Waterton National Park
Canada is celebrating 150 years by providing free entry to all national parks. There’s no better time to explore Canada’s outdoors. Here’s a short introdction to one of many incredible national parks in our country.
A proposal to protect the Waterton area was sent to Ottawa in 1893 by a Pincher Creek rancher by the name of F. W. Godsal. 140 km2 was set aside as a Dominion Forest Park in 1895 making it Canada’s fourth national park. It was named after Waterton Lake which was in turn named after Charles Waterton naturalist and conservationist.
John George Kootenai Brown was the first European settler in the park area. He was subsequently the first game guardian and fisheries inspector then became the first park superintendent in 1911. The Waterton townsite lots were first surveyed in 1910 and the first businesses were a hotel and livery stable. By 1927 the Prince of Wales Hotel opened catering towards wealthy tourists coming up from the United States. In 1930 the National Parks Act expanded the park to 505 km2 and made it officially Waterton National Park.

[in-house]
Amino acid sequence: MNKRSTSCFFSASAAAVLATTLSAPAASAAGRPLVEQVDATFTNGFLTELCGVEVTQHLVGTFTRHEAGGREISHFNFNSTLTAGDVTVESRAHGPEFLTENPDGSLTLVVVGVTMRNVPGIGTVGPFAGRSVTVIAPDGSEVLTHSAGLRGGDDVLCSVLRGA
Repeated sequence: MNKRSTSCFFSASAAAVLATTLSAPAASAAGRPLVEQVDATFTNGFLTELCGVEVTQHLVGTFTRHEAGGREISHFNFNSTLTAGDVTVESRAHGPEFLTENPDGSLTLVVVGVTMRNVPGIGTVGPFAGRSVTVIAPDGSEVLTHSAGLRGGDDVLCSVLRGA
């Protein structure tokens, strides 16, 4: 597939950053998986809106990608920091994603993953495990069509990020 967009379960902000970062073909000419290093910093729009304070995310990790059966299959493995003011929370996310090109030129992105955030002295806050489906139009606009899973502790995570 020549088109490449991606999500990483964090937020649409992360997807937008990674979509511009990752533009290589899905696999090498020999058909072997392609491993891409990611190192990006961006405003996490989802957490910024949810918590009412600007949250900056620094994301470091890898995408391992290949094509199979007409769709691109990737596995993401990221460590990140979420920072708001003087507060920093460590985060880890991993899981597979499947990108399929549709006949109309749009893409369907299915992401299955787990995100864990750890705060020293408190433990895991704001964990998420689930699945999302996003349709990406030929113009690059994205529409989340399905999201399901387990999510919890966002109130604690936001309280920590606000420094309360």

By 1931 the townsite was well established. Tourists were visiting mainly from the US. In 1932 Waterton-Glacier International Peace Park was formed to represent peace goodwill and cooperation between Canada and the US. It was dedicated to world peace by Sir Charles Arthur Mander on behalf of Rotary International. It was designated as a World Heritage Site in 1995 and hosts two National Historic sites: the First Oil Well in Western Canada (1968) and Prince of Wales Hotel (1995). It’s also part of the Dark Sky Preserve.
You can stay in one of three campgrounds or nine backcountry sites in the park or one of the few privately owned campgrounds outside the park. If camping isn’t your style there are also bed and breakfasts hotels and home-sharing options.
The summer offers incredible hiking and climbing as well as canoeing kayaking and you can even take a memorable ride on a historic boat. View some of the amazing local wildlife or take in the stars as Waterton is part of the dark sky preserve network. Take your horses or your bikes through the trails or spend your mornings fishing or try geocaching. While the winter sees fewer tourists there is good snowshoeing and cross-country skiing as well. You can explore more of Waterton here .